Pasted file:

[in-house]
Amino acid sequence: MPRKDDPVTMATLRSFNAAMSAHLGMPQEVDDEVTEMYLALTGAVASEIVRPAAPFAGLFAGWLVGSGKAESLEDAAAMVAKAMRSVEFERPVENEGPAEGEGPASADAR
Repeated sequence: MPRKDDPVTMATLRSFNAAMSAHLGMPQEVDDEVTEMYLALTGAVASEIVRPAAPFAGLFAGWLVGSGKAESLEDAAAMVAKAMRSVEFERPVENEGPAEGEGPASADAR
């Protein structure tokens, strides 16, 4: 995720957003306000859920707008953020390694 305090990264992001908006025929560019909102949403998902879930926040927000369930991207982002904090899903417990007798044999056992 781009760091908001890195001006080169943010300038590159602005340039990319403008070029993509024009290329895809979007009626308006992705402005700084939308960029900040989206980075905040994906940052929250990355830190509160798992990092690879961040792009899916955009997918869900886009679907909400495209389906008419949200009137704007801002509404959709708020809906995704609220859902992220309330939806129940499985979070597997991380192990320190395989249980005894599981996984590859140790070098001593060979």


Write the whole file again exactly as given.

[in-house]
Amino acid sequence: MPRKDDPVTMATLRSFNAAMSAHLGMPQEVDDEVTEMYLALTGAVASEIVRPAAPFAGLFAGWLVGSGKAESLEDAAAMVAKAMRSVEFERPVENEGPAEGEGPASADAR
Repeated sequence: MPRKDDPVTMATLRSFNAAMSAHLGMPQEVDDEVTEMYLALTGAVASEIVRPAAPFAGLFAGWLVGSGKAESLEDAAAMVAKAMRSVEFERPVENEGPAEGEGPASADAR
């Protein structure tokens, strides 16, 4: 995720957003306000859920707008953020390694 305090990264992001908006025929560019909102949403998902879930926040927000369930991207982002904090899903417990007798044999056992 781009760091908001890195001006080169943010300038590159602005340039990319403008070029993509024009290329895809979007009626308006992705402005700084939308960029900040989206980075905040994906940052929250990355830190509160798992990092690879961040792009899916955009997918869900886009679907909400495209389906008419949200009137704007801002509404959709708020809906995704609220859902992220309330939806129940499985979070597997991380192990320190395989249980005894599981996984590859140790070098001593060979």